But just as Diana Ross and Lionel Richie could not have become the meteoric superstars that they are without The Supremes and The Commodores, Michael Jackson was groomed to be a star through Motown’s Jackson 5.

As I listen to the later music of the Jackson 5 who was transitioning to being the Jacksons on Epic Records where the brothers had more creative control over their music, Michael’s vocal arrangement became more advanced in songs like “Can You Feel It” “Get It Together,” “Blame It On The Boogie,” “Enjoy Yourself” “Shake Your Body (Down To The Ground)” and “Dancing Machine.”

There you can begin to hear the signature ad-libs and vocal styling that made Michael famous on the albums Off The Wall, Thriller, Bad and beyond.

In his solo albums, you can hear his determined individuality in the arrangements he created, the producing mentorship from the SELFLESS musical genius Quincy Jones, the instrumentals he demanded, and the self-created vocal percussion he added to the tracks. He wasn’t the little kid being told what to do and sing; he was the polished and professional man who made his own decisions on the music he made. You have to admire that internal fortitude!

Michael Jackson set the bar in music, musical entertainment, choreography, musical film, the power of God, love, and true philanthropy for every musical artist and human being for generations to come.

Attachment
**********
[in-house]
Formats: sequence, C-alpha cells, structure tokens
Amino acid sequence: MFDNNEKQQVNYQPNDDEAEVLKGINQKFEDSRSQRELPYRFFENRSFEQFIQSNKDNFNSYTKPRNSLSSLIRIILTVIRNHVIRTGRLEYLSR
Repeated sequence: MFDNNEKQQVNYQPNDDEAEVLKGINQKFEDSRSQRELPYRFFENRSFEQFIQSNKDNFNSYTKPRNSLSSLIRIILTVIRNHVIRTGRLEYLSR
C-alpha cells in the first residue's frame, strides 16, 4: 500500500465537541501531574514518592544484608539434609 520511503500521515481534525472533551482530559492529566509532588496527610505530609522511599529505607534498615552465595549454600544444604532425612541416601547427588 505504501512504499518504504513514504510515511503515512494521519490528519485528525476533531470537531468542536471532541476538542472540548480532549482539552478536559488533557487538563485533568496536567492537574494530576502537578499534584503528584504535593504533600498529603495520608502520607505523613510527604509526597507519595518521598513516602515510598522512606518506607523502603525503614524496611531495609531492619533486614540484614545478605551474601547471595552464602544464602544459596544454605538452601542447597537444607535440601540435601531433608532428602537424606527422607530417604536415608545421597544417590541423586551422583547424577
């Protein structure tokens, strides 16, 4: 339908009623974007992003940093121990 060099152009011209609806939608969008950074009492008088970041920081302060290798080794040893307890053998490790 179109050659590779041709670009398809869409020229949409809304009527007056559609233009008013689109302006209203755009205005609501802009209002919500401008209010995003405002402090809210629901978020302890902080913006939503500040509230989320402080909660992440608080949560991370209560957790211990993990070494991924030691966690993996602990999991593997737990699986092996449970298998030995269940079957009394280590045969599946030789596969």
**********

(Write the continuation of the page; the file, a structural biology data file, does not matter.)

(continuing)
I know that I have to carry the banners of God’s love and philanthropy that Mr. Jackson so eloquently addressed in songs like “Heal The World,” “On The Line,” “One More Chance,” “Another Part of Me,” “This Is It,” “We Are Here To Change The World,” “Fall Again,” “Man In The Mirror,” “We Are The World,” and “Earth Song.” I have been truly blessed to have my life enriched by his works and influence.

To me, every time I hear one of his songs, I am reminded that his spirit is resides there and in the world I live. I also remember having the blessed opportunities to see him perform that magic live on the Victory Tour (I was three so I watch the show for archives on YouTube) and Bad Tour a few years ago.

Love lasts forever.